Expressive Florals

Flowers are one of the most popular subjects to photograph. The shapes, colors, and textures are stunning to capture macro or close-up. Shooting a garden filled with flowers can be a stunning landscape scene. I have shot flowers for many years. I enjoy discovering new and fresh ways to capture and showcase their beauty. I enjoy finding ways to express their personality and style. Each flower has a personality, and you can dress it up creatively and showcase that style. 

Let’s review several styles of creative flower photography. If you have a method you like, send me a note and share it with me. I also want to try new ways to express one of my favorite photography subjects. 

Still-life arrangements of flowers or a single flower in a vase are a great place to start. A bouquet in a vase at a window or on your kitchen table can be a stunning showcase. I also love the simplicity of one flower stem in a simple, slim vase. Any flowers work great in a still-life arrangement, making it an easy option. 

Next, I would try frozen flowers. This is a fun activity where you can freeze full flowers and stems, flower blooms, or even bouquets in water. Once frozen, you take them out and shoot in natural or added light. The beautification of the petals and the ice are stunning together. I prefer flowers that will appear on the ice - brighter colors like red, purple, pink, and yellow. I think that white or soft colors can be challenging. I also like the stronger colors against the ice. I have a full article here if you have never tried this method. 

Submerging flowers in water and shooting them is a new technique I worked on last year as a personal project. I enjoyed trying to determine the best method for this technique. I found that using a cylinder smooth glass vase worked best for me. I used natural light and tried several color backdrops behind the water cylinder as I shot. I have a full article about this method at this link. I would recommend a flower that looks dancing for this method. Tulips work great. I prefer a flower that will bend a little in the water to look natural and give the feeling of movement. For color, I think you could use any color as long as you have the right light.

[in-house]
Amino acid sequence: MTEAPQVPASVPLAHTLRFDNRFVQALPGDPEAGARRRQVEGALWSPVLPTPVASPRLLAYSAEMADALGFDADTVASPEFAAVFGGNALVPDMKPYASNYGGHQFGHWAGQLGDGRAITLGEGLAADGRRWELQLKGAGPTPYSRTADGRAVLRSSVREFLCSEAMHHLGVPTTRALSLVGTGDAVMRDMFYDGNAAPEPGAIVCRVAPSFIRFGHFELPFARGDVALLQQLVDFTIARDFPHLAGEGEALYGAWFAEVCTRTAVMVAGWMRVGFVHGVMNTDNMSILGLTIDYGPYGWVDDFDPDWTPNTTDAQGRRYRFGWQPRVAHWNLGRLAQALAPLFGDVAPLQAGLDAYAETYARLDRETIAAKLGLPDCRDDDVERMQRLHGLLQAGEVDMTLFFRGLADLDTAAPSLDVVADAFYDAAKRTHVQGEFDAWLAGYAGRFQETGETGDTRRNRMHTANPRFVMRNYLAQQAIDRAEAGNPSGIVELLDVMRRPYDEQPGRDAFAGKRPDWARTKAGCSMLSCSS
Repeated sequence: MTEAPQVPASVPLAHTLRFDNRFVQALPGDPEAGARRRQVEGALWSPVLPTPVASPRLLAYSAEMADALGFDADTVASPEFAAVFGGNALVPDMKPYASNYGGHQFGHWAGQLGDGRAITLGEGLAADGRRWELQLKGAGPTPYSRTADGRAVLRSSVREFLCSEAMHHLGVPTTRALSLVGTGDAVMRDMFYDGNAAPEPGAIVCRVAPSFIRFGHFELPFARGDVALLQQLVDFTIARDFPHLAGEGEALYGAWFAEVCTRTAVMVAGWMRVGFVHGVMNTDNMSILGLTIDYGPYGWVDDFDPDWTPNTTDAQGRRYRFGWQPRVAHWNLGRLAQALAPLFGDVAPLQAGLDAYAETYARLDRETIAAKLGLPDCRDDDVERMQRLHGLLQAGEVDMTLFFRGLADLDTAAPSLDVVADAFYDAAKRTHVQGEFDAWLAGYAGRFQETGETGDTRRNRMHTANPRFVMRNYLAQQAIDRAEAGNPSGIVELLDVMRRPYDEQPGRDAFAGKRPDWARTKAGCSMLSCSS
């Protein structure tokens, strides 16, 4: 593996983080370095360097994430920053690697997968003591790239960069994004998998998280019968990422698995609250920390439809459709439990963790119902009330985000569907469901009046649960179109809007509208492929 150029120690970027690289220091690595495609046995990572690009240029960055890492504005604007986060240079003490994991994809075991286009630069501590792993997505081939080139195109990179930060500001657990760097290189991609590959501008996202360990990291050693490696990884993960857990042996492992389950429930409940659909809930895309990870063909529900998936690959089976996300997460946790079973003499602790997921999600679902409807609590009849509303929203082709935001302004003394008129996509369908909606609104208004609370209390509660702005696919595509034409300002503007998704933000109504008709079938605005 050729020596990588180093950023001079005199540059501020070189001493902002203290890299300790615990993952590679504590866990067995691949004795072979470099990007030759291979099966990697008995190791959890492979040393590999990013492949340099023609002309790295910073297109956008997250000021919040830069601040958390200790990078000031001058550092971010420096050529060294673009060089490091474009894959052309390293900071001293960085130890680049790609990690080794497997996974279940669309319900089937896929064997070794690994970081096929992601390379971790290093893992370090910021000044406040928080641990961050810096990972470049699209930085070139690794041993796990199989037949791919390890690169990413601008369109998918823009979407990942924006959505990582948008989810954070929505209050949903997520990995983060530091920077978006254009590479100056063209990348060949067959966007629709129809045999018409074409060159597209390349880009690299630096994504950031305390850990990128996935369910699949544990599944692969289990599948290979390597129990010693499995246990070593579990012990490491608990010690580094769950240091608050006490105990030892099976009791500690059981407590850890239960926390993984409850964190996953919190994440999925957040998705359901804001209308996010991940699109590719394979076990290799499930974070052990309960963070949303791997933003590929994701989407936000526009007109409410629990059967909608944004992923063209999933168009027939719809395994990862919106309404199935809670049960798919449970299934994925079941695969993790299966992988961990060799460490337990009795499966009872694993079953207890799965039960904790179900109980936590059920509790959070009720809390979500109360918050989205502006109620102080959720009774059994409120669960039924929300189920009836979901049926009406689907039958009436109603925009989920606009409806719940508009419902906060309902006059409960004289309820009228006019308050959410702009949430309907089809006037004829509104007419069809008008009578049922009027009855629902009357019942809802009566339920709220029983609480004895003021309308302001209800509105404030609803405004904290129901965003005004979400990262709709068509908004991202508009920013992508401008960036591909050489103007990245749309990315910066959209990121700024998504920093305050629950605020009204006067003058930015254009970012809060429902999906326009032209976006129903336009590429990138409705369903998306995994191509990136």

One of my favorite methods is using a light tracing pad. This method requires you to have an artist light tracing pad to use. This method lets you capture a single flower on the pad or multiple flowers in a bouquet. Any color of flowers works, but for your bouquet, try to put together flowers that look like they would grow together. I like to create garden scenes on the light pad and then shoot. This technique does require a tripod and some advanced editing.  Click here to see my setup and suggestions for editing. I also have a complete course on lightpad photography. 

Shooting in the round is one of my favorite options for capturing flowers and creating movement with them. This is a method where you place a flower or group of flowers in a vase. Set up your tripod for this activity. After each shot, I turn the vase and then take another shot. You can take as many as you like, but 6-12 works nice and reduces the editing time. This technique does require editing in a program like Photoshop to combine the images beautifully. Check out this video to learn more. 

Lastly, my project for this month is shooting submerged flowers with ink. I have been studying the work of Robert Peek for a while now and thinking about how I can use his method to create my version of his dreamy flowers. I will use a clear cylinder vase, natural light, and a softer backdrop for my work. I can’t wait to play with this method in February and share the results. I ordered some white ink on Amazon to get started. I have heard that you can also use milk. Check out Robert’s work for inspiration at this link. 

I hope you will try one or more of these fun options and explore the creative beauty of flowers! 

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